But Sentelle's choice stuck. Over the next four-plus years, Starr's investigation careened through a variety of allegations against the president -- Whitewater, the Travel Office firings, the FBI's delivery of GOP personnel files to the White House and, finally, the Monica Lewinsky matter.
As the investigations dragged on, other concerns about Starr arose, particularly whether he had become obsessed with pinning some crime on the president to justify the expensive investigation.
Starr did conclude that there was no case to be made against Clinton on Whitewater, Travelgate and Filegate -- but he kept those decisions secret until his November testimony before the House Judiciary Committee.
With the start of the Lewinsky scandal in January, however, Starr finally felt he could make an impeachment case against Clinton. But Starr's single-mindedness drew more Democratic complaints.
In the early days of the scandal, Rep. Frank commented on the different standards applied by MacKinnon and Sentelle.
Look at the contrast, Frank said. When Judge MacKinnon appointed an independent counsel to investigate Ronald Reagan in Iran-Contra, Lawrence Walsh, he picked a Republican who had served in the Eisenhower administration. The analogy here would have been somebody from the Kennedy or Carter administrations to investigate Clinton. [NBCs Meet the Press, Jan. 31, 1998]
In writing to Frank, James MacKinnon stated, "You are correct. He [Judge MacKinnon] was always most careful to appoint independent counsels whose motivations could not be criticized."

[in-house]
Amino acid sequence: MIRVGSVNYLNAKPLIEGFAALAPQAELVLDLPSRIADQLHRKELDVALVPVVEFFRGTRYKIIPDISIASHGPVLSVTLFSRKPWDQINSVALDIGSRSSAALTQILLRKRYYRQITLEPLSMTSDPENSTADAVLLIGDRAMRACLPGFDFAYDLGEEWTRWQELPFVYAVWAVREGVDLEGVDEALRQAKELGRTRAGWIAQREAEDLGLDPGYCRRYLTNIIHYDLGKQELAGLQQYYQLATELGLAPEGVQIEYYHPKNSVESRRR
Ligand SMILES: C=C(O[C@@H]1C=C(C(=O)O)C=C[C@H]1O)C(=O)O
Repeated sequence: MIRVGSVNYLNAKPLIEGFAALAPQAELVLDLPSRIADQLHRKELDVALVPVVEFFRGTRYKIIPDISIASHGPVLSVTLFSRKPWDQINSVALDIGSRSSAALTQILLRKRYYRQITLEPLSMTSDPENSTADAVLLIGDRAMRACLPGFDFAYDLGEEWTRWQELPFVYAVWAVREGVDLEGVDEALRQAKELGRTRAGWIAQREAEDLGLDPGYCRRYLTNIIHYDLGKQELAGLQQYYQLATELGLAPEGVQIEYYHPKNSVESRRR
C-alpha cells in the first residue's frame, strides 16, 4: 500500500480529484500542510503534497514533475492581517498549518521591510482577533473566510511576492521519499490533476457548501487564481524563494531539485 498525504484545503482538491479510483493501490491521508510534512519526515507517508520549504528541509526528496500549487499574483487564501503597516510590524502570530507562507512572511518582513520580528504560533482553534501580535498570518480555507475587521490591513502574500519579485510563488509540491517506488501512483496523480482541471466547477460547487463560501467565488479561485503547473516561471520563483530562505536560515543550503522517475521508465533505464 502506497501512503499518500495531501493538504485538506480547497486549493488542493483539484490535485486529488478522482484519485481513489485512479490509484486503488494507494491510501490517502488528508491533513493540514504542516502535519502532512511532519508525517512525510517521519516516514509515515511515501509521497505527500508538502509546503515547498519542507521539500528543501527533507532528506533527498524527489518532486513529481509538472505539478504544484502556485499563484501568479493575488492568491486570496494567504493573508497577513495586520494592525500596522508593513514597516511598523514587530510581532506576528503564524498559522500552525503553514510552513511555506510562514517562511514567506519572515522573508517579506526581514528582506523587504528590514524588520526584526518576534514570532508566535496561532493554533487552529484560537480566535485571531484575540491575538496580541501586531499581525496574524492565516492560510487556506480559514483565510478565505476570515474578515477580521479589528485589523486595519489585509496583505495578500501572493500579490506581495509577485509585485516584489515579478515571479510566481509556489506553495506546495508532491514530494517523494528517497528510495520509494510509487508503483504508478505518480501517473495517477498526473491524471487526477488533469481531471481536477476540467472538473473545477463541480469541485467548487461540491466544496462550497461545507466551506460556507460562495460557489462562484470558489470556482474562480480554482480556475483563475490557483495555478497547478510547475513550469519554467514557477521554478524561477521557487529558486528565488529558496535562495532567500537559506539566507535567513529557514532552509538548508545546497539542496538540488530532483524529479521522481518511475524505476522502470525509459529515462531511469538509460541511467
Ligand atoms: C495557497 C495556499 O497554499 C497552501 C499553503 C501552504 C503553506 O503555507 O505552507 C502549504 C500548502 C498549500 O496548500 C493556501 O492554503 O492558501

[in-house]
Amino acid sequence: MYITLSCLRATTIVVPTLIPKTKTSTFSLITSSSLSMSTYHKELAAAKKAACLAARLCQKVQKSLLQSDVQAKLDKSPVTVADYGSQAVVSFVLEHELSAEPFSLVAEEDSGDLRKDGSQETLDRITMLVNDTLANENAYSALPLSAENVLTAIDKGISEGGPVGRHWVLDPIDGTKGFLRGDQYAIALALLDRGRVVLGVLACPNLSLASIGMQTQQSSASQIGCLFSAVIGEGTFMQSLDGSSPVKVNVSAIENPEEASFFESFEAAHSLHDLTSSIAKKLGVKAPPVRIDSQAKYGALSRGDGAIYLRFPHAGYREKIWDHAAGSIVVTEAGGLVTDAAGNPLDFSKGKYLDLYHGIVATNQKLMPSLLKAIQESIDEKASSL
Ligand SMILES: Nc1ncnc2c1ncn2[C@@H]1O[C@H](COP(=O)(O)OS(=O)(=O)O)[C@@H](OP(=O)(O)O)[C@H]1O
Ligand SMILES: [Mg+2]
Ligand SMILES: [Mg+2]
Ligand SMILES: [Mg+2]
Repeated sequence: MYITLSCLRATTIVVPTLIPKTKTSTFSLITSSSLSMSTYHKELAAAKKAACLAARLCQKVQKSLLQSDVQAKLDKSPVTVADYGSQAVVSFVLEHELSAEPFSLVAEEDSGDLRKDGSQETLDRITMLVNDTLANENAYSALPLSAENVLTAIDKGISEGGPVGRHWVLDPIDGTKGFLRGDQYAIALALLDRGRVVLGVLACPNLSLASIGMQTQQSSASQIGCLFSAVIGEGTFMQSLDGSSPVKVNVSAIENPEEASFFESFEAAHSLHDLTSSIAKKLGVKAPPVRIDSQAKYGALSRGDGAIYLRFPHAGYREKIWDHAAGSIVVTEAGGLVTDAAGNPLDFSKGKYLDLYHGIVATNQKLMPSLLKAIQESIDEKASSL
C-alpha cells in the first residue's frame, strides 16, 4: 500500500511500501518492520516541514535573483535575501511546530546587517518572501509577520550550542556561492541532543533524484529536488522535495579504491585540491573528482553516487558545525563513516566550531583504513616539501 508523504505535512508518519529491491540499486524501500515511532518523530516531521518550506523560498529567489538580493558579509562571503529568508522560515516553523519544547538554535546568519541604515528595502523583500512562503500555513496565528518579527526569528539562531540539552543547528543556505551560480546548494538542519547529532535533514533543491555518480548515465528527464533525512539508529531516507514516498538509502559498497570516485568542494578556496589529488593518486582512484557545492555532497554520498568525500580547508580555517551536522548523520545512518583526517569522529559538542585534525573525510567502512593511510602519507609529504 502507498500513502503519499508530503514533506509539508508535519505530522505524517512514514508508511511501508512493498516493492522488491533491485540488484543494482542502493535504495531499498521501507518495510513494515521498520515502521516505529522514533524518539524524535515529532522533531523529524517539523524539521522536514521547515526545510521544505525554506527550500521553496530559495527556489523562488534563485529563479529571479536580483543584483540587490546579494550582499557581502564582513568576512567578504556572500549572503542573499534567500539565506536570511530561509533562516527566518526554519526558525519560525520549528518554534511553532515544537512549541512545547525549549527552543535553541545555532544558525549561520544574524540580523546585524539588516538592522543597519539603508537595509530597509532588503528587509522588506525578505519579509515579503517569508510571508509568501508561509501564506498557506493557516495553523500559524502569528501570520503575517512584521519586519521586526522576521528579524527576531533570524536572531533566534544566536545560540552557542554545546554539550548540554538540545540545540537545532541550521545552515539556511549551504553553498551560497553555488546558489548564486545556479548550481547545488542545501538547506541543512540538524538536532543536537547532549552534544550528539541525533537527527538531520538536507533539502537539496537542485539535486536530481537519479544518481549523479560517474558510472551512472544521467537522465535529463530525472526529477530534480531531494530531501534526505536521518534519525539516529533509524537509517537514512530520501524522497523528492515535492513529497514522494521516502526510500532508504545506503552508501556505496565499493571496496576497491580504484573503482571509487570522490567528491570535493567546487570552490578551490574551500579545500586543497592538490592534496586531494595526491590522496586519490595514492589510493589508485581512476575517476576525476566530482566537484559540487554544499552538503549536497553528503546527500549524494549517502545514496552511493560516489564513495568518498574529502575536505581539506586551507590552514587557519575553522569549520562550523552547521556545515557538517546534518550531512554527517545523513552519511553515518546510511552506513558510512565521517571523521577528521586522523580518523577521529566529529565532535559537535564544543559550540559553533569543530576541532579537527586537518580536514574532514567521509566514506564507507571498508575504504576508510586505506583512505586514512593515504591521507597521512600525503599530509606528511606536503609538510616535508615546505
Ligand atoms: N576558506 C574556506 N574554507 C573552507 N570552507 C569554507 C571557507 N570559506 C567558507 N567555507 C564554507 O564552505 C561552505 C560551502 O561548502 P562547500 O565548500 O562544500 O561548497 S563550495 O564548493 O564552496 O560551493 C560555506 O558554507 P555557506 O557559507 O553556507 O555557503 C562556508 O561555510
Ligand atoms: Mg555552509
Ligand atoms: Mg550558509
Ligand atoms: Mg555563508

According to MacKinnon's son, another part of the judge's opposition to the Starr appointment was the appearance that Starr might be "using his office to promote himself. He [Judge MacKinnon] did not conclude that was the case, but he was very uncomfortable with the appearance."
The history of the past six years might have been very different if MacKinnon had remained in charge of special prosecutors in 1992. Clearly, Kenneth Starr would not be appearing before the House Judiciary Committee making the case for impeachment.
But a larger question might be whether Rehnquist's political loyalty to the Reagan administration -- rather than a commitment to impartial prosecutions -- led to Sentelle replacing MacKinnon.
That question could be phrased another way: Did Rehnquist and Sentelle effectively rig the special-prosecutor apparatus starting in 1992 to protect Republicans and to punish Democrats?